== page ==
Well thank you so much to both of you for those awesome introductions that we were saying before we started recording how jealous we are Steve all of your books like that's like my dream to have a library like that so that's awesome. Um, so let's get into it, we what we usually do on the podcast is send questions in advance to our our guests so that they can have a think about sort of the direction we're thinking of taking and so for today the first question that we had sent to both of you was regarding your diagnoses. So, Bethan and Steven you both write that you have received diagnoses, so we were interested to hear how the church has been supportive to you as you have navigated your journeys with these diagnoses and we were also interested to know in what ways have you found the church to be unsupportive? So Bethan, I'm I think I would invite you to begin if you don't mind. Yeah, thank you. Um, so as I was thinking about this question I think for me I would differentiate between the church as a system or as an institution and the church as individuals with whom I share faith. Um, because I would say the church as an institution has not necessarily been particularly helpful, there have been pockets of it um but uh for example, well this was I I want to say that the expectations we have on people uh the institutions often don't take into consideration um what it might mean to live with a a mental health diagnosis. Um, and so for me at the time that I received my diagnoses I was between church communities. I had recently moved uh cities so I didn't have a space of my own, so first of all just living with depression which is such an energy suck as well as having PTSD that was in some of it was actually quite closely tied to experiences that were connected to church closely connected to church for me, so to first of all to try and find a space or to even begin thinking about looking for a community to belong to was like such an overwhelming experience and then once I started going I I did find a little community. And I would go about five minutes after the service started and I would leave about five minutes before it ended in the last hymn because I had no capacity for the kind of socializing or the meeting new people and all of this and I was at a place too where I was like I don't know how to tell people what's happening in my life that like I've gotten myself out of bed and I've come here today but I don't want to talk about what's happening in my life at all. And and so I think the the ways that we're expected to socialize in a church context and I wonder if this connects in a bit with some of the things Steve that you might have experienced and talk about with your family but the socialization expectations were really difficult for me. Um and and then secondly um having to rename and explain to people the trauma experiences that I had had and why things that they were asking of me were things I couldn't do or even why um they might need to broaden their understanding of what it looked like for me to be involved for a time or if there's different pieces of just having to kind of say it over and over or having to say again oh well actually that's actually really triggering for me I don't know if I can be in that space or do that thing. Um at the same time there have been people who have been so wonderful and i think for me um one of the reasons that drew me to the church that I belong to now is because there were two psychotherapists I learned early on there were two psychotherapists in the church and I thought oh psychotherapists will understand and psychotherapists I feel like they'll get some of the shorthand so if I say something about having depression or like navigating PTSD that instantly their expectations of me would be more expansive. So for me, um yeah, that really helped create a space of safety while I was um, I want to say kind of stabilizing in my in my well-being.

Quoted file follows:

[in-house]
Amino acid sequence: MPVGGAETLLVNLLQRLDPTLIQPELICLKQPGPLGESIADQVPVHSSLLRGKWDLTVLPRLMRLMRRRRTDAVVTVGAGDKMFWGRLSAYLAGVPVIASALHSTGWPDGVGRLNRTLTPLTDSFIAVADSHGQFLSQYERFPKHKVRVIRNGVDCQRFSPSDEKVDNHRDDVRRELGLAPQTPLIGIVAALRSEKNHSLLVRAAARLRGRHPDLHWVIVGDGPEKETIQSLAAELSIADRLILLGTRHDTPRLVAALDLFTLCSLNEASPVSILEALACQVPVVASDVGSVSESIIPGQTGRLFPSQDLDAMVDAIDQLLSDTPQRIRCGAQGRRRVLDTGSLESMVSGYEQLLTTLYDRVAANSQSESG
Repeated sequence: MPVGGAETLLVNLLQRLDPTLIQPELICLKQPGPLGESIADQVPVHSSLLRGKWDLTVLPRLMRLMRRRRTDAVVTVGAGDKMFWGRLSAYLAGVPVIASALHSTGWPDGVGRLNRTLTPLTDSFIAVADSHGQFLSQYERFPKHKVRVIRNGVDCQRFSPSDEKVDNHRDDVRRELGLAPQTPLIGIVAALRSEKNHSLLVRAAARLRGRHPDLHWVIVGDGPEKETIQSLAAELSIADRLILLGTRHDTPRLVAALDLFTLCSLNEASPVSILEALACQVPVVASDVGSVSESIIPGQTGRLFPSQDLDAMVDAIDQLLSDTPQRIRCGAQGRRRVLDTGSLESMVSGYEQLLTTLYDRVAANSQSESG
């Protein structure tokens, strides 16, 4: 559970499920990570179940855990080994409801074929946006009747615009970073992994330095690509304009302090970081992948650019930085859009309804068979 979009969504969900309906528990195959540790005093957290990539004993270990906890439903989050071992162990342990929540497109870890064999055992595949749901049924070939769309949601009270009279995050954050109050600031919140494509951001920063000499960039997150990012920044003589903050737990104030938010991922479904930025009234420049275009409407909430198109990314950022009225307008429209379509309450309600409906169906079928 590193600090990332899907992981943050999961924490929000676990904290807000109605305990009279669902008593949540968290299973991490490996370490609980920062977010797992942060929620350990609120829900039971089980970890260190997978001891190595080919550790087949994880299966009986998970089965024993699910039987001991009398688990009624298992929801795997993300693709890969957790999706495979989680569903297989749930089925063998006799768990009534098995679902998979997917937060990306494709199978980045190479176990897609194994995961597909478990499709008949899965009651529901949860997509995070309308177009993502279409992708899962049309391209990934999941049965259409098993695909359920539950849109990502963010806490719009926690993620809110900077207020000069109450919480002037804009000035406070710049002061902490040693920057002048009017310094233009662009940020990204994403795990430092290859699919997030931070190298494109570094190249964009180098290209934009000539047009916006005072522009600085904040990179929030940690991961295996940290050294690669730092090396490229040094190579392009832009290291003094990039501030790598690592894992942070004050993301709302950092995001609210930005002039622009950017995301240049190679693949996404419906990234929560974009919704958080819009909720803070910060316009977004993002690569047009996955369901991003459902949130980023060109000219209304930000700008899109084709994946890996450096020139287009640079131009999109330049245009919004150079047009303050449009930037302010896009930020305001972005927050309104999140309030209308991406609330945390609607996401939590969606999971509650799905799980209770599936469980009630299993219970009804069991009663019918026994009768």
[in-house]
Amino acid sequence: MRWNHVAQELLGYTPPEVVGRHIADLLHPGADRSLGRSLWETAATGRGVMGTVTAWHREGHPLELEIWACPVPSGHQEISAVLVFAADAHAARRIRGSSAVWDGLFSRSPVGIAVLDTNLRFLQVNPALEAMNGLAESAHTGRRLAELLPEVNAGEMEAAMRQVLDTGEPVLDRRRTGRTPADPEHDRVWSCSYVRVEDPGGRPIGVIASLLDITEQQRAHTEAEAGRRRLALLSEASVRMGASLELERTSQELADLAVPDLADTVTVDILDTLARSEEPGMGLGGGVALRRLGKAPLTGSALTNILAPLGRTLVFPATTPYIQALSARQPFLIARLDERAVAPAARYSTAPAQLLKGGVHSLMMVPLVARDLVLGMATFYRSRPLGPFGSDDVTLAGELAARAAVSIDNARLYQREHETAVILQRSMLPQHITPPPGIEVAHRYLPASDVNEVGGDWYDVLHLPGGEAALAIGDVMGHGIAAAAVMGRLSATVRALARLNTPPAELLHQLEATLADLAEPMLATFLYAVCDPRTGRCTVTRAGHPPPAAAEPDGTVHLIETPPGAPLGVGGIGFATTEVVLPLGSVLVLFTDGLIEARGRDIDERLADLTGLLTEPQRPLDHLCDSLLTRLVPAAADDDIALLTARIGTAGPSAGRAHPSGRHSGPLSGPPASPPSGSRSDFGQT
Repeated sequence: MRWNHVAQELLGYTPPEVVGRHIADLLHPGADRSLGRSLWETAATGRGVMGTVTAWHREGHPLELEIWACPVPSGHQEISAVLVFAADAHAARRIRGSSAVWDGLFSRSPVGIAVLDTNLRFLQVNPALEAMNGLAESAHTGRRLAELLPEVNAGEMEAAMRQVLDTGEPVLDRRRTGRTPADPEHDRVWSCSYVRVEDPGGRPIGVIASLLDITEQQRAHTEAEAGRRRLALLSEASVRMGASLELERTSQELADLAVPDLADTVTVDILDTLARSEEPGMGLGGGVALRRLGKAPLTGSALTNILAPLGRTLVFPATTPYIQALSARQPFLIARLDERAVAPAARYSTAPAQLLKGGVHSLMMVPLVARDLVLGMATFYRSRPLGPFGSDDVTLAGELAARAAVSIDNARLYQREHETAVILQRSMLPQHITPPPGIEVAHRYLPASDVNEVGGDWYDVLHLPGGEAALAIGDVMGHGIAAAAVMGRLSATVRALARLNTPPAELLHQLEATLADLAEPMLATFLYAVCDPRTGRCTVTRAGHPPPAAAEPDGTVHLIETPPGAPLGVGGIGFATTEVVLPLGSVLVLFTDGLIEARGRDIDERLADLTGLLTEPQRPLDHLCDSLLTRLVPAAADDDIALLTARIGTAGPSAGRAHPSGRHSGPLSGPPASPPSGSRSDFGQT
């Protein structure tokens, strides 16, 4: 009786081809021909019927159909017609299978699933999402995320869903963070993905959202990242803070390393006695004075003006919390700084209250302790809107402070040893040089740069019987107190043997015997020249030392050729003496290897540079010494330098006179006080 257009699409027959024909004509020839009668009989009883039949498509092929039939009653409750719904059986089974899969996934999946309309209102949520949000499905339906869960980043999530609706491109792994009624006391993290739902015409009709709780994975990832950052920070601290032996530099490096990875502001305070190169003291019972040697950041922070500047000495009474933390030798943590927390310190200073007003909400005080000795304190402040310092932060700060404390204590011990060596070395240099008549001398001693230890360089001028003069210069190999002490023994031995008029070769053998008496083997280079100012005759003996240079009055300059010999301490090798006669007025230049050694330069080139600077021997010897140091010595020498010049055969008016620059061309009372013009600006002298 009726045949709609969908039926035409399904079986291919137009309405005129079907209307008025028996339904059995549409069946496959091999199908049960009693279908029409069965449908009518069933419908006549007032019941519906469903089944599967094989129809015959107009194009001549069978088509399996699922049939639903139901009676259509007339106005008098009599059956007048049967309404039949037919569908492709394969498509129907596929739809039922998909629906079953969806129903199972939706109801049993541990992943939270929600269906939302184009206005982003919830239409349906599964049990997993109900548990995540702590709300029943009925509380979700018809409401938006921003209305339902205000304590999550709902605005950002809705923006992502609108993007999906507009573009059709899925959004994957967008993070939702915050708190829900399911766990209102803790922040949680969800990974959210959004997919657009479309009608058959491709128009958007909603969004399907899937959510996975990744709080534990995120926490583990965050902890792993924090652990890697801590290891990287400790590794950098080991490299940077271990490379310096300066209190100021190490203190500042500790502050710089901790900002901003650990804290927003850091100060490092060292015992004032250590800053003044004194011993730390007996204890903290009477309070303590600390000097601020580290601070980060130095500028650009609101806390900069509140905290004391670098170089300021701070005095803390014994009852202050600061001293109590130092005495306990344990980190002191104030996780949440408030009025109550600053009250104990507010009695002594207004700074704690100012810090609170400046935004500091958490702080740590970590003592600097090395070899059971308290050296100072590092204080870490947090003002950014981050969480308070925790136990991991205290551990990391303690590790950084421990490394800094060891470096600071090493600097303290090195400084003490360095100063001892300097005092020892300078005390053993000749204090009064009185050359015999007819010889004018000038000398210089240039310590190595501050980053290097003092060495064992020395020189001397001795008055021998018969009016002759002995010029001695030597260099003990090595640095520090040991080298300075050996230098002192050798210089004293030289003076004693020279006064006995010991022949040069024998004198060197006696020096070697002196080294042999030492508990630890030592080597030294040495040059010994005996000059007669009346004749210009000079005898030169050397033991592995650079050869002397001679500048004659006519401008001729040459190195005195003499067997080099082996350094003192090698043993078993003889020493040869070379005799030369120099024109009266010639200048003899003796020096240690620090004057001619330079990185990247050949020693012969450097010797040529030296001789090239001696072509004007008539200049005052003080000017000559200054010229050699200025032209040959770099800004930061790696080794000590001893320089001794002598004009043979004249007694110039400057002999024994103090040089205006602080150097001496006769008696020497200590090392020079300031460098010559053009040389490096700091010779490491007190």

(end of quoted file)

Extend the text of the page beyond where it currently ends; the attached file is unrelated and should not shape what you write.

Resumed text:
That's really helpful, thanks so much for sharing, and are you would you be comfortable telling us a little bit about the ways the church has been unsupportive? Sure, um, so one thing that comes to mind, and this is actually previous to receiving a diagnosis but was certainly uh when I was I want to say when (and I talk about in my my piece that's in the journal this month about my life falling apart), and so when I was in the midst of that life falling apart one of the things that was particularly unhelpful was being promised care that I didn't receive. So I was a part of a church, this was before the move, I was part of a church where the the pastor the minister of the community was fabulous and they knew what was happening in my life and they were extremely supportive and they had connected with someone else who wanted to be, who who had basically said give me their her name and number I'll call them, well I'll offer some support to them because of the context of what was happening and that person never called me. And I went back to my pastor and said, I never heard from them, and they were really surprised and they said okay well I'm talking to them again I'll reiterate. And they reiterated a second time and I still never heard from them and so I think that that was really harmful to me to be told this person is going to care for you or is going to offer you a connection and never to never have that. And especially to know that someone else was trying to support me and it wasn't their fault, the minister that my my community was really they were doing the right things they were helping me connect and um and it was someone else within the system who just never followed up. So I think that that, when we offer care or when we commit to caring for someone who is in a place of mental distress or mental health struggle it's so important that we follow through and we don't leave it on them to have to do the work of reaching out because the capacity just isn't there.